10 Autumn Holiday Tips for International StudentsApril 17, 2019

You're an international student who happens to come from a one-climate country. You're thrilled about the fall, not believing that the season would reach the midpoint. It won't be long before you would experience your first winter. You could prepare for warm clothing, even check out your window(s) and curtain(s). And you have all the time in the world. The autumn holiday is about to start, and you're not envious of other students who have a head start. You haven't planned your holiday. Yet.

You deserve a break after having shown diligence and persistence in meeting the requirements in your degree program. You would wish that you could travel to the Outback. (You don't have funds. Yet.) You yearn for the sea, but the cold may not enable you to make that big splash. You don't fancy surfing at all. There's no need to worry, as the break should give you many opportunities. Whether you're a first-year student or someone who is on final year, it's very important to learn how to make the most out of your free time. After all, the lecture and paper writing would leave you with little time at all. If you're really serious about your well being, then plan it ahead.

How to Have an Enjoyable (and Productive) Autumn Season

Stock up on your warm clothing. You don't want to procrastinate on this one, as you don't want a catch a cold. A Rainbreaker should be good enough, yet you're worried about where to get the money. If your folks can't help you on this, then you might consider the next item.

Find a part-time job. Money won't be an issue if you can find other ways of earning a little. Ask around. Don't be shy when you're struggling to make that first step to the Careers Office. Internship is another way, but it might torn you. The work experience would be the most important thing (if you choose this one), yet keep in mind that you need cash. You might end up quite disappointed, as you're yearning for a night out with your mates. Make a decision or go to the next item.

Loaf (and don't worry about the time). You're on a holiday, so your sleeping hours should be the only thing you must worry about. You can oversleep, but don't do it often. It might make you more lethargic than you feel. And the break must be a short one.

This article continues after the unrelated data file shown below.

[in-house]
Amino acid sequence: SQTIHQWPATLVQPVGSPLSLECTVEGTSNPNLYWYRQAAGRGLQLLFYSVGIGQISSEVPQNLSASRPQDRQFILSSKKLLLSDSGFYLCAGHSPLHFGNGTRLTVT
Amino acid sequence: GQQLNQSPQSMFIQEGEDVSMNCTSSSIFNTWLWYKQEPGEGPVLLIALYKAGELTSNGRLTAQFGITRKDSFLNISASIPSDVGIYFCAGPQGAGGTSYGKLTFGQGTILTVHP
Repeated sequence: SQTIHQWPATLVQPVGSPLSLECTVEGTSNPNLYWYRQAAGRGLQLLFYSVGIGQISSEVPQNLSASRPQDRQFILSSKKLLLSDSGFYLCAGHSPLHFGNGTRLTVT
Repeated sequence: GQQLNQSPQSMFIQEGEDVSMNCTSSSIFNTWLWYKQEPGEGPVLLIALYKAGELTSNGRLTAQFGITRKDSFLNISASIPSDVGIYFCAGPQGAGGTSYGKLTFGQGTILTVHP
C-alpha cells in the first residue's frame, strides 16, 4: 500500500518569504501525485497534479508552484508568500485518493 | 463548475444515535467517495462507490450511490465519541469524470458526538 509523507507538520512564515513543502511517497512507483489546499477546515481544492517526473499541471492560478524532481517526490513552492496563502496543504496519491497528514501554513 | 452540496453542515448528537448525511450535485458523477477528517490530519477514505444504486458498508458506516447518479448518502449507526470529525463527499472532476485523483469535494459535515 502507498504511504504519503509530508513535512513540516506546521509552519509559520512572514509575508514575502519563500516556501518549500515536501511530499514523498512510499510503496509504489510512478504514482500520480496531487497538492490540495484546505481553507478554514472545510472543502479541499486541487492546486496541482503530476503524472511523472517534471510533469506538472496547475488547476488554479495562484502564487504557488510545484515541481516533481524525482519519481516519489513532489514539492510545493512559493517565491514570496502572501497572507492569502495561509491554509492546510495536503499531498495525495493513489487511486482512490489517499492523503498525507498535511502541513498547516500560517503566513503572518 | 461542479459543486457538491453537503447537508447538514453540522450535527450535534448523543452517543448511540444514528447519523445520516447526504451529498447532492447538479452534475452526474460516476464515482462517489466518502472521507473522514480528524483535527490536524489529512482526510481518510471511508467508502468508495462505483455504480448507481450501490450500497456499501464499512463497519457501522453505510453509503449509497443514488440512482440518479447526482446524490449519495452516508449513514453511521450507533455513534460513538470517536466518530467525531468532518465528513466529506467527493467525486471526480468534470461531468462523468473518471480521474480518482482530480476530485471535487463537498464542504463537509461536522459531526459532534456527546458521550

Entertain yourself. You feel bad about the demise of the Hopman Cup, but you look forward to the clay-court season. You have been watching rugby whenever you have the chance. It's been months since you last enjoy watching a game of cricket with your mates. If all of these take off most of your time, then reading should do. Don't ever think of looking at the next set of books to study and read, as you don't want to take this activity seriously.

If you live near the sea, then check out the beach. You have studied the famous seas in literature, fiction or no fiction, and you would learn how this setup could change the course of the story, if not the destiny of the characters, in a fortnight or two. There's a likely chance that you would pen another paper on it, so get to know the sea better. It should help you get a higher mark next time.

Forget about social media. You miss your family, so you wouldn't mind being away from Facebook. (The assignment would be an exception, though.) Quality time should motivate you to study harder, and you would do the same thing if they ask it.

Set up a gathering with your coursemates. You have lots of free time. You could enjoy theatre during this short break, if not watch a movie. You won't mind about the ticket prize especially the latest theatrical productions. (You have studied Gothic fiction, and you have read comics during your spare time. You happen to be a film geek, so you're more than curious about Neil Marshall's version of “Hellboy”.) Don't have second thoughts about it.

Go home. Your folks may have told you about a relative(s), if not family friend(s), living not too far from where you study. You can't arrange a meeting until the break. Plan ahead.

Look for winter clothing. You have made it past the midway of fall, so you can feel the cold air. You struggle to make that adjustment, so you're excited about it. You didn't wear a sweater on the third (or fourth) day, which is fine. You're strong and invincible (or so you think). Hold that thought.

Continue your reading. You're supposed to take a break, so you won't be obsessed about timetabling. You must relax. Think about other things later.

What Happens Afterward

If you're a first-year student, then you should expect the melancholy that certain days of winter would bring to anyone. Then again, you have noticed the laidback attitude of the locals. It couldn't get worse. This positive view should help you get through the rest of the term. If you're in the second (or final) year, then don't fight it. You would be fine.

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